The first clock pulse emanating from the one megacycle clock 80 activates the transaction detector 100. The transaction detector 100 is constructed so that it remains operative as long as clock pulses continue to flow from the one megacycle clock 80. The output of the transaction detector 100 is coupled to the hold gate 96, and signals from the transaction detector maintain the hold gate disabled for the duration of a particular transaction. The one megacycle clock 80 is also coupled to a line drive circuit 102, and the first clock pulse also acts to activate the line drive circuit 102. The details of the line drive circuit are illustrated in FIG. 9.
The line drive circuit 102, which is coupled at its output to the communication link 24, clamps the link 24 to an appropriate matching impedance (such as 75 Ohms of a 75 Ohm coaxial cable is used, for example) and also clamps the link 24 to a plus or minus voltage depending upon whether input data to the line drive circuit represents a "zero" or a "one" data pulse. The line drive circuit 102 is also coupled to a reference potential or ground 103 at its input. Between each output pulse from one megacycle clock 80, the line drive circuit 102 couples the data line 24 directly to the ground or reference potential 103. This establishes a no-signal potential, which is a reference state differing from either a "zero" or "one" data pulse.
The line drive circuit 102 is also coupled at its inputs to a parallel-to-serial converter 104. The parallel-to-serial converter is coupled in parallel to both output register 76 and to 16 bit decoder 86. However, it is coupled in series through line drive circuit 102 to communication link 24, and thereby permits the data, which is transferred from the CPU 12 output buffer 78 in parallel form, to be transmitted over the communication link 24 to all remote stations in a serial fashion.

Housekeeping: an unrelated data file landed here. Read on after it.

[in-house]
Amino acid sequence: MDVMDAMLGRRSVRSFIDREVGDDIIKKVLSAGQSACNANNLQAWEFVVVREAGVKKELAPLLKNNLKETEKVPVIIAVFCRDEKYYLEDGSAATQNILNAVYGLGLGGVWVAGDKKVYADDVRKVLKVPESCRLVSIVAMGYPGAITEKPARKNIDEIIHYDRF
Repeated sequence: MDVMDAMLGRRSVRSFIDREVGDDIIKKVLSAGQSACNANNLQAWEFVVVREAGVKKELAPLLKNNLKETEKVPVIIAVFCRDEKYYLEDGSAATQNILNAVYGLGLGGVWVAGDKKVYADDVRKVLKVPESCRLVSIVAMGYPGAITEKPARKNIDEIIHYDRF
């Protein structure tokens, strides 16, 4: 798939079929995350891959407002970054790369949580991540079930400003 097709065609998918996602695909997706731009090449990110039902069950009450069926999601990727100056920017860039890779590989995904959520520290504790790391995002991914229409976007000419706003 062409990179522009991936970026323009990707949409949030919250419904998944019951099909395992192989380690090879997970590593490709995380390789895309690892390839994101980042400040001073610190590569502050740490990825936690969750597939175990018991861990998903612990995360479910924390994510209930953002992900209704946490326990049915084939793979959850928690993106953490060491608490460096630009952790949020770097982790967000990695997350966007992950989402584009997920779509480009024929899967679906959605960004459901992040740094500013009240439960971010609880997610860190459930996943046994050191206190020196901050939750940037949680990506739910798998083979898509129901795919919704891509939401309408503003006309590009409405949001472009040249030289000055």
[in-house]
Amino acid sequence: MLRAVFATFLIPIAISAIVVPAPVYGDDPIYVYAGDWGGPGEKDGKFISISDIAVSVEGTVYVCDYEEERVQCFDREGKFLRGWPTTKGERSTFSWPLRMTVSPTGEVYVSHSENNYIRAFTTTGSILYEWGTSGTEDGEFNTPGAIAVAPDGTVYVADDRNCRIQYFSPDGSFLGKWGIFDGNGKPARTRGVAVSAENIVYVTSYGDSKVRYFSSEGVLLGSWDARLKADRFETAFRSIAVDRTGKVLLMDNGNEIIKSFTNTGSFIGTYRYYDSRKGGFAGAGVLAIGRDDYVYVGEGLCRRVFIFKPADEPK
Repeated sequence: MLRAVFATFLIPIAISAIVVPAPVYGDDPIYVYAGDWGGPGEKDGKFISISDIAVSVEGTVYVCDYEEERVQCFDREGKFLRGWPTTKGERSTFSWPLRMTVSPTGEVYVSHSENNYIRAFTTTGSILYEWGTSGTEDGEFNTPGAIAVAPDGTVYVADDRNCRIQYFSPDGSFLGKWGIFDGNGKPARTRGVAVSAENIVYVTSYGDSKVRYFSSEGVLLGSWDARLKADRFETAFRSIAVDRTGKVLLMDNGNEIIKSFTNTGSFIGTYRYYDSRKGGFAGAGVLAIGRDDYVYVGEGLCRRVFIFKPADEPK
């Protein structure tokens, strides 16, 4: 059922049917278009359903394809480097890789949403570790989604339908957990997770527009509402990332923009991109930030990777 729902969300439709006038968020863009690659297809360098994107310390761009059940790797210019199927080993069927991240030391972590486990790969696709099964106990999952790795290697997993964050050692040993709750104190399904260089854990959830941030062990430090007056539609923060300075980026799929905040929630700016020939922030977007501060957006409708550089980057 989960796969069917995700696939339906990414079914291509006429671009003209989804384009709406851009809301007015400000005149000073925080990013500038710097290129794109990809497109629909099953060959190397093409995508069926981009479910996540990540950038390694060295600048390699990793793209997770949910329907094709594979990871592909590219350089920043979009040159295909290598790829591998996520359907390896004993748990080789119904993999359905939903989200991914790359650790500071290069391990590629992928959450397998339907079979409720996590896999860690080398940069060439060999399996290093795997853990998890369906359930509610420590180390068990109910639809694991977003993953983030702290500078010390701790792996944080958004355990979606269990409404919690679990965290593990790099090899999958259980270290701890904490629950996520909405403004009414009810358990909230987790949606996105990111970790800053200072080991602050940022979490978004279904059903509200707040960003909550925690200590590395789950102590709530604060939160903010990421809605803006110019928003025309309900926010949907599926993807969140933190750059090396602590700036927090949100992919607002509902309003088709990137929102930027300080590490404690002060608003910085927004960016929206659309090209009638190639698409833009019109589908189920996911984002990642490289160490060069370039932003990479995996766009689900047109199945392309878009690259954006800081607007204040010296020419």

In operation, the first "not-clock" pulse, or period between pulses from clock 80 advances the scale of 16 counter 82 by a count of one. This count is decoded by the 16 bit decoder 86, causing parallel-to-serial converter 104 to transfer a first information bit to the line drive circuit 102. This data bit is then transmitted over the communication link 24 with the occurrence of the second pulse from the one megacycle clock 80. In addition, the scale of 16 counter 82, which is now no longer in its zero count, or reset state, causes start gate 88 to become disabled. This cyclic operation continues for 16 counts, until the entire 16 bit data word from the CPU 12 is transmitted over the data communication link 24.
If the transaction has additional words, the CPU 12 locates and prepares the next word in the proper format during the period in which the first word is being transmitted from the output section of local unit 16 over the data link 24. Before the sixteenth or final count of the counter 82, the CPU 12 has the next word stored in its output buffer register 78, and the buffer full line 90 is again energized. Thus, at the count of 16, the scale of 16 counter 82 again reaches its reset or zero count state, causing start gate 88 to be enabled. The starting cycle again occurs, maintaining the system in operative condition for continued transmission of data. Accordingly, there is no discontinuity in the output of the one megacycle clock 80. Consequently, the transaction detector 100 continues to be activated and the data output of the local unit 16 is not interrupted.